Moving Objects: A Cultural History of Emotive Design

Moving Objects deals with emotive design: designed objects that demand to be engaged with rather than simply used. If postmodernism depended upon ironic distance, and Critical Design is all about questions, then emotive design runs hotter than this, confronting how designers are using feelings in what they make.

Damon Taylor’s original study considers these emotionally laden, highly authored works, often produced in limited editions and sold like art – objects such as a chair made from cuddly toys, a leather sofa that resembles a cow, and a jewellery box fashioned from human hair.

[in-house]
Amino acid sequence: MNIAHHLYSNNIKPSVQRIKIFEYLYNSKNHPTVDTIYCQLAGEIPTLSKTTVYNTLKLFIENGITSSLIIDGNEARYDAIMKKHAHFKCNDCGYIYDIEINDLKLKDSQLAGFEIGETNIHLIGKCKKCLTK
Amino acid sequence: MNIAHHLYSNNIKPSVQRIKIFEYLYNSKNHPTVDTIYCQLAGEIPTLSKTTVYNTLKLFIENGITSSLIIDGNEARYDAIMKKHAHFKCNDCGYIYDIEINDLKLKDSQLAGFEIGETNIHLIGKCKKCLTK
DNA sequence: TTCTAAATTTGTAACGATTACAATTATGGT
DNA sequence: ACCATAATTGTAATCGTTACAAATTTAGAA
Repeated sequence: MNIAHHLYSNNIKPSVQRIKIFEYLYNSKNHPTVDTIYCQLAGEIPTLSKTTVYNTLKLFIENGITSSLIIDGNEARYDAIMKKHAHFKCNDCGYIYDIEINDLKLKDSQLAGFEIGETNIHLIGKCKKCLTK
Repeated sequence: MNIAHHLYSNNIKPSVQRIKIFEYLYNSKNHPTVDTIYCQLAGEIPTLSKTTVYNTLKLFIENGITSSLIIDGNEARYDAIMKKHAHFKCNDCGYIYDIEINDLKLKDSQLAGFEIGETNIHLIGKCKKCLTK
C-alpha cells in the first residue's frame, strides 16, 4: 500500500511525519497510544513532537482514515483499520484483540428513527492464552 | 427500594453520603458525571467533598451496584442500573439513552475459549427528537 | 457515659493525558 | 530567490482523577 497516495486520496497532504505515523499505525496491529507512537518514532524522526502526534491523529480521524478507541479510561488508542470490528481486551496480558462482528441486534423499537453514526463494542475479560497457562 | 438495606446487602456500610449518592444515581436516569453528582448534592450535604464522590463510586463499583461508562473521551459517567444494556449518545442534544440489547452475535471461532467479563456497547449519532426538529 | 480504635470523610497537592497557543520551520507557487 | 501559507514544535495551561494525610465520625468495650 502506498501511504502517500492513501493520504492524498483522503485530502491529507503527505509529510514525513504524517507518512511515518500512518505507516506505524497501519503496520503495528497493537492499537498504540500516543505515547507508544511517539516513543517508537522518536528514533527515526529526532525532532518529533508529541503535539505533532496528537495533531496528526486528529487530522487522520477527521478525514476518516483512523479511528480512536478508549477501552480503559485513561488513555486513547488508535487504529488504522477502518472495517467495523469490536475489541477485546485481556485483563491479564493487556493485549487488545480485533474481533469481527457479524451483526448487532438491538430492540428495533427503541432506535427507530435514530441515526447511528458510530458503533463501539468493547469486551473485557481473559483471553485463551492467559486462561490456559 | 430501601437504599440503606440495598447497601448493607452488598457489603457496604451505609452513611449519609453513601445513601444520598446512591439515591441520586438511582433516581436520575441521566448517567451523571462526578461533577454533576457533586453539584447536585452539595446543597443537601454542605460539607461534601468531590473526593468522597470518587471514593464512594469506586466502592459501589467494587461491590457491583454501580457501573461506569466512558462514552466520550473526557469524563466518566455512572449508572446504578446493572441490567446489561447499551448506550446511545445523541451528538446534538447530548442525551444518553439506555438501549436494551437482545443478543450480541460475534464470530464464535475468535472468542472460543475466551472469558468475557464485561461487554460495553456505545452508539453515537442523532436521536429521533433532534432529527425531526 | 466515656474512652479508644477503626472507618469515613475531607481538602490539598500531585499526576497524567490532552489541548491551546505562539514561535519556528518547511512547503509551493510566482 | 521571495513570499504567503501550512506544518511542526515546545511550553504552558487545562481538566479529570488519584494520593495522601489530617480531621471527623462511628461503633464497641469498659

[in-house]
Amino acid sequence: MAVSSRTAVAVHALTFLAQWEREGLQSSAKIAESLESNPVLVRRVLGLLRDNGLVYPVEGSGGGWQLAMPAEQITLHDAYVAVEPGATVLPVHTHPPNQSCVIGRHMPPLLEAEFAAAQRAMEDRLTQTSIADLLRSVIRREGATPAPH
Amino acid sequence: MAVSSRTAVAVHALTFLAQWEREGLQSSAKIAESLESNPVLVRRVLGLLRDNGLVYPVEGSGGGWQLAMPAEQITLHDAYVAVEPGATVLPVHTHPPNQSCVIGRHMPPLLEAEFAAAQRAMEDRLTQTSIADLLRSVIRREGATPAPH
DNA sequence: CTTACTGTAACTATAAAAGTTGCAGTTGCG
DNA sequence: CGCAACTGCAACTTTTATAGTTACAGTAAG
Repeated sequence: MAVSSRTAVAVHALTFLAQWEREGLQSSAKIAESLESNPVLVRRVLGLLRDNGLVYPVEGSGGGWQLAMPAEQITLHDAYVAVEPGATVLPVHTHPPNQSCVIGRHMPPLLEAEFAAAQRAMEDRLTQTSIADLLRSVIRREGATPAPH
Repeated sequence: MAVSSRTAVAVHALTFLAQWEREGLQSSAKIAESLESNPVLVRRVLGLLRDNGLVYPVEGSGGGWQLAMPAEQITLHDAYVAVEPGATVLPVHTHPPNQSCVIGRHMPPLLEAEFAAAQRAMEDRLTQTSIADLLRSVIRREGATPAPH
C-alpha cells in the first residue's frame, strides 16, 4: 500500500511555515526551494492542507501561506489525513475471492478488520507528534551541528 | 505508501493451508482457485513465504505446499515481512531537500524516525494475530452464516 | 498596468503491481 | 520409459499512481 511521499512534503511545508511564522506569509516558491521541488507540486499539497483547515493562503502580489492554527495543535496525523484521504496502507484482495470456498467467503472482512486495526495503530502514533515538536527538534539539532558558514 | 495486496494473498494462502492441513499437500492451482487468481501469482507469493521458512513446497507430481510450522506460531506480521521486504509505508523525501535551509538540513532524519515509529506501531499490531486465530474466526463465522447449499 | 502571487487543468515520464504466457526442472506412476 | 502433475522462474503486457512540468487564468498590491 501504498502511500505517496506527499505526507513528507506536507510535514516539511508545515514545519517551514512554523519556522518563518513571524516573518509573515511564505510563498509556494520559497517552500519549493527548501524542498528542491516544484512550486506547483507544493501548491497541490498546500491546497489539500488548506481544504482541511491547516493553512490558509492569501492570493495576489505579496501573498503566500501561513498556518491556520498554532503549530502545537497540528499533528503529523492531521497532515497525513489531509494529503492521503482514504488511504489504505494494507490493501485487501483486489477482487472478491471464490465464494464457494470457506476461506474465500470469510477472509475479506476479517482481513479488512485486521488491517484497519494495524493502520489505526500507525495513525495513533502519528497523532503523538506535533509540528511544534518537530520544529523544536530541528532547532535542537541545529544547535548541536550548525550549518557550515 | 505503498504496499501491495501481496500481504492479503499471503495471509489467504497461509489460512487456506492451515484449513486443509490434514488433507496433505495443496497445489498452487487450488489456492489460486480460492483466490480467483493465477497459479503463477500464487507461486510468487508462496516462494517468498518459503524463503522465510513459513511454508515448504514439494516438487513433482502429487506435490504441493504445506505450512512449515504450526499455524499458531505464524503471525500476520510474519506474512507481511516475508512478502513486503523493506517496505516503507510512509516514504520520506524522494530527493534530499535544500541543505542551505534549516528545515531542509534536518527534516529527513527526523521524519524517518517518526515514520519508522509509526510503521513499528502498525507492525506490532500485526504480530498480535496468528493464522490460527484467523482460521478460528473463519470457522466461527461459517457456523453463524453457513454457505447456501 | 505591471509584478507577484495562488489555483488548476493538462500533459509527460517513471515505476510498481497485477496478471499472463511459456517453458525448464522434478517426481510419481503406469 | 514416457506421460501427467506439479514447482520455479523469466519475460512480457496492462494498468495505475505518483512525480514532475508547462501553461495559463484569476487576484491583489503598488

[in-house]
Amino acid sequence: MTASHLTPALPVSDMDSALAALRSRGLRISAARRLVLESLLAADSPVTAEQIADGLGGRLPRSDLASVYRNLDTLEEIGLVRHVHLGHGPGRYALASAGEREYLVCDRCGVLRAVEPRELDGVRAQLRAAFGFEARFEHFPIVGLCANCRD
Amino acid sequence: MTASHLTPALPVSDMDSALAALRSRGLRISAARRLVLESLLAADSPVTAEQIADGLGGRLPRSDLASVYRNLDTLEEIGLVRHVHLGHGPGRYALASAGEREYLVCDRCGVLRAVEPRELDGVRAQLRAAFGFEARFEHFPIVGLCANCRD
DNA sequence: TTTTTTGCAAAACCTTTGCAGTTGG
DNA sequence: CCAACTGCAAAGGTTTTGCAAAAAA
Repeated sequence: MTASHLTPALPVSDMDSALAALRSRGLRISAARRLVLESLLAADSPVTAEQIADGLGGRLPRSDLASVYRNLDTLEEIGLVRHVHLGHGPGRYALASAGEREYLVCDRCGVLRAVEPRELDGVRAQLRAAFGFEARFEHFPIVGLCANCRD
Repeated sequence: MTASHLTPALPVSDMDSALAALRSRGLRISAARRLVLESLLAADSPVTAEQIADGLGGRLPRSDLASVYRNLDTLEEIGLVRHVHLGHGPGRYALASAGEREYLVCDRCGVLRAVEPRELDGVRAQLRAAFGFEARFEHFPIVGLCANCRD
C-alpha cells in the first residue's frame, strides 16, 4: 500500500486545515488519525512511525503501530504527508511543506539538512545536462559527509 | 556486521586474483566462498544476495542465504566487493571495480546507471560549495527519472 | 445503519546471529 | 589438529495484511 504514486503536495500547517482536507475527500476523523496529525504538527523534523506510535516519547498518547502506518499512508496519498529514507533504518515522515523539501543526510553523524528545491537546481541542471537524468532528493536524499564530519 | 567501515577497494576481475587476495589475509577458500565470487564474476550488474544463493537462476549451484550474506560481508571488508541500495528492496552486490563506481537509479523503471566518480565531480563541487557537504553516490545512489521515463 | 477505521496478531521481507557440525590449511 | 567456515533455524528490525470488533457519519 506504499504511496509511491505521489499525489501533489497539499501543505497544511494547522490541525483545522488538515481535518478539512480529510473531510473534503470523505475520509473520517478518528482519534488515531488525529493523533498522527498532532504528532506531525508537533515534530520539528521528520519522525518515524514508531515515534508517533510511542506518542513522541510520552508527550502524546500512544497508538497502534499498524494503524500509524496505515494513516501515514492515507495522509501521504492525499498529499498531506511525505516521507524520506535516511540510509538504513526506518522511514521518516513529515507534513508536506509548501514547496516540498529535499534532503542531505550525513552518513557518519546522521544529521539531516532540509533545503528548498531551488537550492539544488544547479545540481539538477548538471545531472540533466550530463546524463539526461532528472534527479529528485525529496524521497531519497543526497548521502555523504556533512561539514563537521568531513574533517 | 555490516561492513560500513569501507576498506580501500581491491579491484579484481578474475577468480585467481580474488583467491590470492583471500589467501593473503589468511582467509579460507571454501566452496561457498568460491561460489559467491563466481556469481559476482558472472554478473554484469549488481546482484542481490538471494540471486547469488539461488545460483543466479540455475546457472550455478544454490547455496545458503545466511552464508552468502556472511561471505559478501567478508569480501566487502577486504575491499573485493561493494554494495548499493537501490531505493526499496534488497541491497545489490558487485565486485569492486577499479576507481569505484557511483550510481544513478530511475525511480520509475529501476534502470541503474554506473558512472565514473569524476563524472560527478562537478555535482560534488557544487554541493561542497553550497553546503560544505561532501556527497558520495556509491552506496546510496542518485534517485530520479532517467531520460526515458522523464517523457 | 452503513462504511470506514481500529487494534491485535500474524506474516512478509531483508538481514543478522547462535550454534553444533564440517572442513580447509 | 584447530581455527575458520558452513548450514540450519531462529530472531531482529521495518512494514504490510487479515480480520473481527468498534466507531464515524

Tracing the phenomenon back to the ‘Dutch inflection’ that began with Droog designers like Jurgen Bey and Hella Jongerius, Taylor conducts an analysis of the development of Design Art and looks for its origins in the uncanny explorations of surrealism. Offering a critique of Speculative Design, and an examination of the work of designers such as Mathias Bengtsson, whose work involves ‘growing’ furniture inside computers, Taylor asks what happens when the tangible melts into the datascape and design becomes a question of mobilities. In this way, Moving Objects examines contemporary issues of how we live with artefacts and what design can do.

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